One might say that I grew up surrounded by beautiful fragrant bushes of Rosemary, thriving near the Mediterranean sea, and around my house in Greece.
Rosemary is native there, and grows not just in fertile gardens but on the rocks at the edge of the sea.
Rosemary – Ros Marinus being its scientific name, for ros = spray, and Marinus = sea, does grow on the cliffs descending to the Aegean Sea – a significant portion of the Mediterranean, between Greece and Turkey.
From way back in the ancient times, Rosemary has been a symbol of Fidelity and Memory – as in remaining faithful to one’s love by remembering them forever!
We have already talked about several other herbs that have a direct connection to Memory. None, however, have so much literature behind them to back up the truth of this fact.
In fact the ancients believed that fidelity – as in forever remembering your beloved – was Rosemary’s distinct and unique characteristic.
The fact is that the plant Rosemary has antioxidants that give it antiseptic and antibacterial properties which slow down the aging in the brain cells, thereby increasing memory.
The very same antioxidants also help preserve meat and other foods by rubbing Rosemary’s fragrant leaves on them, or sprinkling the powdered herb on them.
Rosemary leaves also helped disinfect hospital rooms in the old days before we had disinfectants. I am sure the smell of Rosemary was always much better than any modern disinfectants!
In fact, Rosemary was used a substitute for incense in religious ceremonies.
Rosemary has great culinary uses, and when sprinkled on foods it lends them a pungent, mint-like flavor, so I add it to my soups, pasta dishes and other dressings in general, or to oil and vinegar marinades.
Rosemary also has medicinal uses, promotes digestion, is supposed to work on achy joints (though I have never tried it for this purpose), and supports good circulation, being a great antioxidant.
So, next time you cook meats, or pasta, or even just make a green salad, do add a bit of Rosemary and see what you make of its pungent taste!
If you have questions on any of the above herbs and their use, please contact me:Ask Charoula about Herbs
All answers are posted on our website E-Wellness.com, on the following Friday.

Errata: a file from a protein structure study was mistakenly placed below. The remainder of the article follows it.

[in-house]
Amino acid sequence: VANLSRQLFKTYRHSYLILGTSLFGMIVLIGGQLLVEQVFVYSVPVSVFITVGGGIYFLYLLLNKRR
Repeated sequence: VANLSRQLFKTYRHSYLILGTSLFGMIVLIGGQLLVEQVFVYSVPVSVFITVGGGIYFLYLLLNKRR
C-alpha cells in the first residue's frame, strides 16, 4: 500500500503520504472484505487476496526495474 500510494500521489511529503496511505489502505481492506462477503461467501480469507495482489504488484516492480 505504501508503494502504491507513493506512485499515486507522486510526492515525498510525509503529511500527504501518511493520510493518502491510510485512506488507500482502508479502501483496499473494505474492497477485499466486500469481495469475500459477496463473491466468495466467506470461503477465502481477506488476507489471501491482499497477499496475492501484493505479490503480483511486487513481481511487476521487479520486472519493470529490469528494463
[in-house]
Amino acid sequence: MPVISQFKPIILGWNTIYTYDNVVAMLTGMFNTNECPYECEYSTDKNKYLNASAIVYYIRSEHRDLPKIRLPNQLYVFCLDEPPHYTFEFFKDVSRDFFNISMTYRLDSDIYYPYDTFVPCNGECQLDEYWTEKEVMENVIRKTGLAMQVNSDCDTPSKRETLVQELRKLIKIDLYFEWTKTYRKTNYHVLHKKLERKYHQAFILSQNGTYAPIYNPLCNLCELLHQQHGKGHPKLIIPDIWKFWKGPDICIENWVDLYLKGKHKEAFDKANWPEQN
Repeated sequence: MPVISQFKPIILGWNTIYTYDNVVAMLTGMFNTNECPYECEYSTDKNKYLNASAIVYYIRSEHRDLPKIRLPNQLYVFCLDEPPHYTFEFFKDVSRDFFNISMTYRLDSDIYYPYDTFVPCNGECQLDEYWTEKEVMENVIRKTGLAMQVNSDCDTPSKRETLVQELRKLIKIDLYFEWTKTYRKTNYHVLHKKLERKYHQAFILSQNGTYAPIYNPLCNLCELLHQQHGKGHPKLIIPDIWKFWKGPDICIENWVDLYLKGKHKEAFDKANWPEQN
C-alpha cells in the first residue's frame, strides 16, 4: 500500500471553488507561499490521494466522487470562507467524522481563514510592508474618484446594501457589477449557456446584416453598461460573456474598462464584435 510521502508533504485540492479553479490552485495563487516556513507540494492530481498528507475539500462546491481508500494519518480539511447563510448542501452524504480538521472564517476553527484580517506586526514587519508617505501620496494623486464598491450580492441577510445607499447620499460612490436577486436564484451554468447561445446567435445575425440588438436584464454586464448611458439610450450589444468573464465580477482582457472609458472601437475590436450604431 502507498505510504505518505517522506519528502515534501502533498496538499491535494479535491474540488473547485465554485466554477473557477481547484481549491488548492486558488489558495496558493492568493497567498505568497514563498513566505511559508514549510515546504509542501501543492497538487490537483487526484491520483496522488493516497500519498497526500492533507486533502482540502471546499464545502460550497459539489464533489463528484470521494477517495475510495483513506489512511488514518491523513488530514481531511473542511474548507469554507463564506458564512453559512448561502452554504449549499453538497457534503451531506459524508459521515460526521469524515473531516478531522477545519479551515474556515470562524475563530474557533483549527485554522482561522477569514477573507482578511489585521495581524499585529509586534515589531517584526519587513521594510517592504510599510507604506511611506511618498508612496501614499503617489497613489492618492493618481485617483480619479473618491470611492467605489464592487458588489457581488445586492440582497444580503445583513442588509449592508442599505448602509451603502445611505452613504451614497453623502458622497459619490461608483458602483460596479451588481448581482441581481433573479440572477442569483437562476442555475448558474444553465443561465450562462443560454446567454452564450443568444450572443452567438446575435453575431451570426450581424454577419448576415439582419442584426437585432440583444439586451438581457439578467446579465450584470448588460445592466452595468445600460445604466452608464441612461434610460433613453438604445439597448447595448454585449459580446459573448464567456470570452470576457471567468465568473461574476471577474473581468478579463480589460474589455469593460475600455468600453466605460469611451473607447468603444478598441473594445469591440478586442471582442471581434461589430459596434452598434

Thanks for reading!
Holistic Health Advisor
BC Polarity Therapy Practitioner
Questions and Answers
Q: It sounds like Rosemary is a plant that grows primarily near the Ocean/Sea, so could I grow it in a pot in my backyard in the Midwest?
A: Absolutely. I live in central OH, and have a beautiful pot of Rosemary growing indoors during the harsh Ohio winters, and which I move out to my garden when the weather turns warmer, end of April/beginning May. It does need a good watering at least every 2-3 days, depending on the weather of course. I bring it back in when cold weather returns in October, but try to find a really sunny windowsill for it, as it does like the sun as much as it likes the water! And it needs repotting to a larger pot at least every 2-3 years.
Q: What exactly does the name Rosemary mean and where does it come from?
A: Good question! In modern Greece, a lot of names – whether of herbs, flowers, fragrances, spices etc. – come either from ancient Greek or early Christian tradition.
The name of Rosemary in Greek derives from the name of the Virgin Mary—as in “the Rose of Mary”, meaning of course the Virgin Mary. Rosemary is traditionally used in Church ceremonies celebrating the Holy Days dedicated to Mary. It is also used in baptisms and wedding ceremonies. All of which need the special blessing of the Virgin!
Q: What are some of the antioxidants/chemicals contained in Rosemary plants?
A: Rosmarinic Acid (taking its name directly from the plant name), Camphor, Carnosol, Caffeic Acid, to name just a few.
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I would love to hear your own appreciation of any of these herbs as well!